https://www.jobs.manchester.ac.uk/

Or send Mike an email with any enquiries.

 

Topological Control from a Synthetic Polymer

Congrats to Mohammed Alkattan and our University of Glasgow collaborator Joelle Prunet who have just had a really cool paper accepted as a VIP article in Angewandte Chemie:

https://onlinelibrary.wiley.com/doi/abs/10.1002/ange.201805113

TOC Angw

The paper details our work on creating stereoregular cyclopolyethers. Ring-closing metathesis from an isotactic polyether affords the target cyclopolyether. Stereoselective cis-dihydroxylation gives a PEGose framework that mimics the helical ladder structure of amylose. This topological control of synthetic polymer frameworks is a really tough challenge in polymer science in the quest for biopolymer mimics. Great work!

Joseph Black Stars

Big congratulations to Meng Wang (2nd Place Talk Prize – Materials Chemistry) and Joanne Dunne (2nd Place Poster Prize – Synthesis and Catalysis) for their award winning work at the 4th annual Joseph Black Conference on 31 May.

Big congratulations to the rest of the group as well – Gerry gave a great talk in the Chem/Bio section on his sensor work; Dan and Mo both gave great talks in the Syn/Cat section (although Dan needs to get his face onto Titanium Man’s body, too…); and both Vishal and Yas had really attractive posters presenting their work on new polymers.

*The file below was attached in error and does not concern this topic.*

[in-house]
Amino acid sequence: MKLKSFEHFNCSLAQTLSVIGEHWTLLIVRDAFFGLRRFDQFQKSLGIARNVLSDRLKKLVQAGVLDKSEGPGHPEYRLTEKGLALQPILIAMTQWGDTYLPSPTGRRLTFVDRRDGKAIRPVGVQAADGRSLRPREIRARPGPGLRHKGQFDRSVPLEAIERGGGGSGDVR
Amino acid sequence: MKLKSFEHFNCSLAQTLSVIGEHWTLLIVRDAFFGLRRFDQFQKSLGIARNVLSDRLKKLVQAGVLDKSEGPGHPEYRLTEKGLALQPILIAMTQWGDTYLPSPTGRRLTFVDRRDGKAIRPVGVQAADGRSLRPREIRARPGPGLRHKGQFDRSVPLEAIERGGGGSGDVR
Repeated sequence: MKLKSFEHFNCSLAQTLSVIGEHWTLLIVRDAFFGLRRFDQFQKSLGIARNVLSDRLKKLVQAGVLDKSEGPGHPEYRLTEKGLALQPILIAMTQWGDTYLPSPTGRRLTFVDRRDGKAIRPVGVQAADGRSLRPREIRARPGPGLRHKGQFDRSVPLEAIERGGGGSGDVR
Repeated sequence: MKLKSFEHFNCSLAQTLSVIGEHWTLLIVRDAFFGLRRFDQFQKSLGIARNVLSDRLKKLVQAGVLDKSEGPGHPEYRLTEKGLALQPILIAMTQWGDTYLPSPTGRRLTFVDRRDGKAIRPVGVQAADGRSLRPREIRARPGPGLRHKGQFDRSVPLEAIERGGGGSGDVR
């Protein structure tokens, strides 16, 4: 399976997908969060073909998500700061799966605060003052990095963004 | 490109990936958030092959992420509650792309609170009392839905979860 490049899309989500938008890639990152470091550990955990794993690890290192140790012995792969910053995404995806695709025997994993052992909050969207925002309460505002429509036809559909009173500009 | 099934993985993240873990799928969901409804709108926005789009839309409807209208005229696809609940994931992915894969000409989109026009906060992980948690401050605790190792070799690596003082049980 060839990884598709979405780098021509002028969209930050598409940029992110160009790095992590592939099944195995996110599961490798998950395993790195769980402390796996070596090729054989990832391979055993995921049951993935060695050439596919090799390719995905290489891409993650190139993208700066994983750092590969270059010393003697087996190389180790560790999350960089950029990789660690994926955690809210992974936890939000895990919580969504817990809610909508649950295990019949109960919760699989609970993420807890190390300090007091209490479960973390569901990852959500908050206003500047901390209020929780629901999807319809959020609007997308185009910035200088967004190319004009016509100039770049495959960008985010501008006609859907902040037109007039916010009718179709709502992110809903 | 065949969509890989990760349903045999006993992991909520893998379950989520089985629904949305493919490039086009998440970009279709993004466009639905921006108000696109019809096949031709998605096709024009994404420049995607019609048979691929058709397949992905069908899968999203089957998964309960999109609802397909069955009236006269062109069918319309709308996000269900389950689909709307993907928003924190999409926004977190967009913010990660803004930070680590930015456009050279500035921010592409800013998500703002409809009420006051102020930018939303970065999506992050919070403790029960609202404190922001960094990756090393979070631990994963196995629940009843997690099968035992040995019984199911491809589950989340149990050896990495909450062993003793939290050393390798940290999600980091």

Great work!

One Last Lecture in Japan…

In my last week here in Japan, I presented a lecture to the local section of the Society of Polymer Science Japan, which has been promoting polymer science in industry and academia since 1951. Hosted by Prof. Masami Kamigaito, this was a fun lecture with lots of good questions from the students and staff attending, and an enjoyable meal of eel, a Nagoya specialty. I’m hopeful that Assistant Prof. Mineto Uchiyama keeps in touch – he just wouldn’t stop talking the entire night! Thanks very much for the hospitality – and hopefully we can collaborate in the future.IMG_4775.JPG